Re: Database comparisons

From: Robert Freeman <>
Date: Mon, 11 Jan 2010 10:43:24 -0800 (PST)
Message-ID: <>

Perhaps this the DBA battles with IT auditors is what Tennyson was thinking about when he wrong Charge of the light Brigade...

Just a thought...


 Robert G. Freeman
Oracle ACE
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From: "Goulet, Richard" <> To:; Sent: Mon, January 11, 2010 10:57:33 AM
Subject: RE: Database comparisons


    For one thing I've got to take your question from the perspective of my current situation where I don't create change scripts to production database, just run them. In this case I'd simply refer the auditor to the creator of the script & leave well enough alone. (the less I have to do with auditors the better).  

    But from your message I take it that you are one, if not the only, creator of these scripts and so the task lies in your lap. First off, I'm going to assume (maybe reaching on this one) that the auditor is sufficiently knowledgeable that he/she is not including the data dictionary in their question. The reason is that any script that changes data or structure in the database is going to make changes in dictionary tables, heck for one the SCN is going to change. And we all should know that this is normal and expected behavior. Outside of that the only way one table can change data in another table is if there is a trigger on the table(s) that you are modifying that propagates data to other tables, like MLOG triggers. Probably the easiest way is to enable auditing of the schema while the script is running. If the auditing doesn't catch a change it never happen, simple.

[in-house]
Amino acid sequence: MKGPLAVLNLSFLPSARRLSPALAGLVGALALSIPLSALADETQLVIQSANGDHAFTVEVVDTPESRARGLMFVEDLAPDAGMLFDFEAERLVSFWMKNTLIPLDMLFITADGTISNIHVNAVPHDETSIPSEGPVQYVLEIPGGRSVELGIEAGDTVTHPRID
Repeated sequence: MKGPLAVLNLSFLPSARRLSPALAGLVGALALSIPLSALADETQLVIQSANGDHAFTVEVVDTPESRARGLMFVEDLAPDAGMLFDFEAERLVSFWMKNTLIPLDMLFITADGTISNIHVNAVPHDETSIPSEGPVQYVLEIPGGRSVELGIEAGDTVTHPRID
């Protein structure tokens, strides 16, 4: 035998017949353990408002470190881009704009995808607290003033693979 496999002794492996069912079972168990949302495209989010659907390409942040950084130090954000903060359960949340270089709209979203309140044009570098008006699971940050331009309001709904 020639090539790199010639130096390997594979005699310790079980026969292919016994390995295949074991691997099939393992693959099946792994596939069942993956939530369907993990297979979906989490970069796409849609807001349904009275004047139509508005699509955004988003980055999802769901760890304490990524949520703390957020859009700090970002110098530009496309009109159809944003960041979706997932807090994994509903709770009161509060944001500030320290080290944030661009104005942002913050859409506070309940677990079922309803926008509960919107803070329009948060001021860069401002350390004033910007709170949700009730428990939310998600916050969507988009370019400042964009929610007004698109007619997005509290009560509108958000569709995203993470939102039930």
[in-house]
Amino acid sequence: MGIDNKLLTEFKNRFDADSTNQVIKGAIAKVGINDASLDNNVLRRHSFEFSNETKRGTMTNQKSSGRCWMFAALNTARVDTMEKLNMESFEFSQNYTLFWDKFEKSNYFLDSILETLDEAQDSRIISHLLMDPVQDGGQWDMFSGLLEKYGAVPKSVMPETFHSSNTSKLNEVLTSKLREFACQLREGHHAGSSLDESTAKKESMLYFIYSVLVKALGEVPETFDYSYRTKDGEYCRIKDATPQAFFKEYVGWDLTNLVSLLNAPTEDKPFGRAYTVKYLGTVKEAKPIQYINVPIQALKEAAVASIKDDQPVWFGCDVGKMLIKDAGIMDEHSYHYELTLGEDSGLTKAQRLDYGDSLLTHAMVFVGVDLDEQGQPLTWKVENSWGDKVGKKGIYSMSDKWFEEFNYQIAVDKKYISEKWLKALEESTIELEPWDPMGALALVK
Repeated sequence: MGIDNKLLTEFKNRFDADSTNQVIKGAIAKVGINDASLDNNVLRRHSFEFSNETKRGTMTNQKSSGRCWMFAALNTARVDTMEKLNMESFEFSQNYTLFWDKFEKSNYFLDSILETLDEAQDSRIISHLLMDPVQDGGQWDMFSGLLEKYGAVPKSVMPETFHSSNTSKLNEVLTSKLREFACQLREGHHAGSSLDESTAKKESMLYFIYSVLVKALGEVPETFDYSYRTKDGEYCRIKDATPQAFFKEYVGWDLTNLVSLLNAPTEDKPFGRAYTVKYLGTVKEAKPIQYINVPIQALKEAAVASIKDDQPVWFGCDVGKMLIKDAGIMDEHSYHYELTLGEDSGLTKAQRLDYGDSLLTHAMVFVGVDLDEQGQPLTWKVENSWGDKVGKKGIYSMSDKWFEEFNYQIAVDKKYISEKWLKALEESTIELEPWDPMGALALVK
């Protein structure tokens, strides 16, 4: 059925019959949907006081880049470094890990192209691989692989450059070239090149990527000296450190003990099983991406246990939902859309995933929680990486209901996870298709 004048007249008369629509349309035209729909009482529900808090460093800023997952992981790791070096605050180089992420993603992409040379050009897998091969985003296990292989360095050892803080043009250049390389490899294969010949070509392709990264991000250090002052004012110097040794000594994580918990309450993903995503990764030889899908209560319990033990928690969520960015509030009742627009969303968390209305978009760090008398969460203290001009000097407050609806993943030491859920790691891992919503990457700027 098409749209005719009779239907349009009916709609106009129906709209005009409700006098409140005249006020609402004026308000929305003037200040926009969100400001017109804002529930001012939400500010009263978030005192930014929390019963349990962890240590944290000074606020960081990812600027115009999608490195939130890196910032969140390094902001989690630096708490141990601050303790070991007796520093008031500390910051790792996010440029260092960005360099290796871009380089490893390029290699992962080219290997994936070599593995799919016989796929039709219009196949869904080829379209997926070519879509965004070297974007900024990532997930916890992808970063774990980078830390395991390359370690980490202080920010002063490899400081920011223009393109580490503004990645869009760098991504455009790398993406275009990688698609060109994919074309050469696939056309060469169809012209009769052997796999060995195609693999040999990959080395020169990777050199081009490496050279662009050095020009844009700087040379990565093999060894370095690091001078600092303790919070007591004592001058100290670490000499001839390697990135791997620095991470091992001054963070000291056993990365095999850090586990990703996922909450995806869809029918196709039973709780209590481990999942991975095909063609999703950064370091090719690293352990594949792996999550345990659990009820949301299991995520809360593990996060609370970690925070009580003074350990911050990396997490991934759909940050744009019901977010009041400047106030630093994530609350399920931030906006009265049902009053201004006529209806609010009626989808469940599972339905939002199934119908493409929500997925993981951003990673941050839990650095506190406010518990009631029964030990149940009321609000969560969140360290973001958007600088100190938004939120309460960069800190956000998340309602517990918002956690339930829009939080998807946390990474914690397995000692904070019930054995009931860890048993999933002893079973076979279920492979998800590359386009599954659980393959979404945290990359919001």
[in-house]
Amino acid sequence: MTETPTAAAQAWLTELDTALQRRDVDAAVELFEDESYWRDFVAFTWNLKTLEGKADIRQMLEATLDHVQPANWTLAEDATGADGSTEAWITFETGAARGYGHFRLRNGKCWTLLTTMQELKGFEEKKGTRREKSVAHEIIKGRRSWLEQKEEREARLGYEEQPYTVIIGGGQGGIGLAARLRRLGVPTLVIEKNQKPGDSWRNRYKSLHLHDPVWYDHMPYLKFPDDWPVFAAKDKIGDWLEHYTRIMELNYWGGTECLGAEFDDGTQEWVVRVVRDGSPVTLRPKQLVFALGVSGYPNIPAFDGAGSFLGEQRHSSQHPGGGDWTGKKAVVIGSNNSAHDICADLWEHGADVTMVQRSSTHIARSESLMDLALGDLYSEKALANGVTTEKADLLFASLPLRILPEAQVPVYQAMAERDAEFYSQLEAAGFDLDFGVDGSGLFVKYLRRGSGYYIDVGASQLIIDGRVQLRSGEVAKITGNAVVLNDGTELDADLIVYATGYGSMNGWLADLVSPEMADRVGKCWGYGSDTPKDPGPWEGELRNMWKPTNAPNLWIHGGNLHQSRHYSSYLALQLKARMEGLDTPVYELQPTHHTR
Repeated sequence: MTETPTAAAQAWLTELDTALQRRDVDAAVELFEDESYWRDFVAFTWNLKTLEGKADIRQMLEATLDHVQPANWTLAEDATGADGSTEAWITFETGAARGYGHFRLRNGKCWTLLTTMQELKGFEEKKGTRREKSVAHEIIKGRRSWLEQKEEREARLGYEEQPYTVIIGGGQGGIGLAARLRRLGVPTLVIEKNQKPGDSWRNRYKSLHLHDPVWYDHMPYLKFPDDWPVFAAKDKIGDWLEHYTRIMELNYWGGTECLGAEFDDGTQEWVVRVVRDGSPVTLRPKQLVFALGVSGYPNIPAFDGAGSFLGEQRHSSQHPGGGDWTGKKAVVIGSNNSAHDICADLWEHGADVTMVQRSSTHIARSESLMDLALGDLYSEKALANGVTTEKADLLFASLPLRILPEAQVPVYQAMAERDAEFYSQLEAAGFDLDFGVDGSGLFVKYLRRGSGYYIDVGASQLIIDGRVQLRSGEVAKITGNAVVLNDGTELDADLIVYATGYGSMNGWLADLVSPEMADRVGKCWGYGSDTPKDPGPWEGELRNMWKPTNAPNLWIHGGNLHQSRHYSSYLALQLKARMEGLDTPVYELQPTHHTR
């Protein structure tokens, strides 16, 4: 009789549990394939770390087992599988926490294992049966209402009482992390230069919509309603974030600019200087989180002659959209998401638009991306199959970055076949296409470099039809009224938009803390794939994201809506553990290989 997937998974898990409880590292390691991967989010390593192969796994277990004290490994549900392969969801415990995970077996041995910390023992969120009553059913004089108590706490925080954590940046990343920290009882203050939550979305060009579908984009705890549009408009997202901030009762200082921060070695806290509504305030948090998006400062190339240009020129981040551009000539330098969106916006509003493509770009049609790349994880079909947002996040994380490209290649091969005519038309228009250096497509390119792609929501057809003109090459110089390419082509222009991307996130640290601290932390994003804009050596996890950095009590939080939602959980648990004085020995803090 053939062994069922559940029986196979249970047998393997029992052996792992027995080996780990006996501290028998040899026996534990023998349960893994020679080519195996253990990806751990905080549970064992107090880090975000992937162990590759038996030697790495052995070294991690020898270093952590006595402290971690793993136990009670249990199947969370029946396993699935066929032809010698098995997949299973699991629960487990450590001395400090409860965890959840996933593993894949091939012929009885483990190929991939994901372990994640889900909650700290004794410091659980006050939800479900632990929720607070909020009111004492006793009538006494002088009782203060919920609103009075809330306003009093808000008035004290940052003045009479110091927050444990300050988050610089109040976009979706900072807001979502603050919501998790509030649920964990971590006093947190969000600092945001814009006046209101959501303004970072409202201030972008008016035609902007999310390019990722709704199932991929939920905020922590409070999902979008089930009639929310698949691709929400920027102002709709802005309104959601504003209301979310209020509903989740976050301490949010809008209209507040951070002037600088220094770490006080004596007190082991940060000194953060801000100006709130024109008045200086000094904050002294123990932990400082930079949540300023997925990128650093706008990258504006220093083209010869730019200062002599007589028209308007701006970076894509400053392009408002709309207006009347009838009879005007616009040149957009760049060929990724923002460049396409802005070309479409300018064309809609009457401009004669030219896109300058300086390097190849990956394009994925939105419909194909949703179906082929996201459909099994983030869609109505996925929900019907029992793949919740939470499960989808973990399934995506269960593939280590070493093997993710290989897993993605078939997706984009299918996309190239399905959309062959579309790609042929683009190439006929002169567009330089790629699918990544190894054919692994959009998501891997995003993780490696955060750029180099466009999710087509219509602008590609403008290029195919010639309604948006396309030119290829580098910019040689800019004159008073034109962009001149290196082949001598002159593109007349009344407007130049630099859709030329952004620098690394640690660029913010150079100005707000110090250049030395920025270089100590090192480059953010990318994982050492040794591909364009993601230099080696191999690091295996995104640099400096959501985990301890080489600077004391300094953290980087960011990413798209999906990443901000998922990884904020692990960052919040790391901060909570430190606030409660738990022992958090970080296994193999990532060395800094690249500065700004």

On another note, I've recently run into the auditor who believed he had a right to question changes made to any database within the company. Thankfully the legal folks were happily able to correct his interpretation of SOX.  

Senior Oracle
DBA/NA Team Lead
PAREXEL International  

 From: [] On Behalf Of Dennis Williams
Sent: Monday, January 11, 2010 12:25 PM
Subject: Database


We have an audit finding related to data integrity. I'm looking for a way to detect all database changes on a small test database. Fortunately the environment is well-contained. Typically when we've made application changes, we verify that the data changes are what we expect. The auditors are insisting that we somehow verify there aren't unexpected changes in other tables. The environment is Oracle on Solaris. I have three thoughts:  

  1. The test database is freshly loaded from an export. After the tests, take an export and use UNIX "diff" and compare with the import.
  2. Log Miner, or somehow more directly inspecting the archive logs.
  3. Use some of the new flashback features to detect changes. This just occurred to me and I haven't had time to investigate it.

Has anyone else done anything like this before?  

Dennis Williams

Received on Mon Jan 11 2010 - 12:43:24 CST

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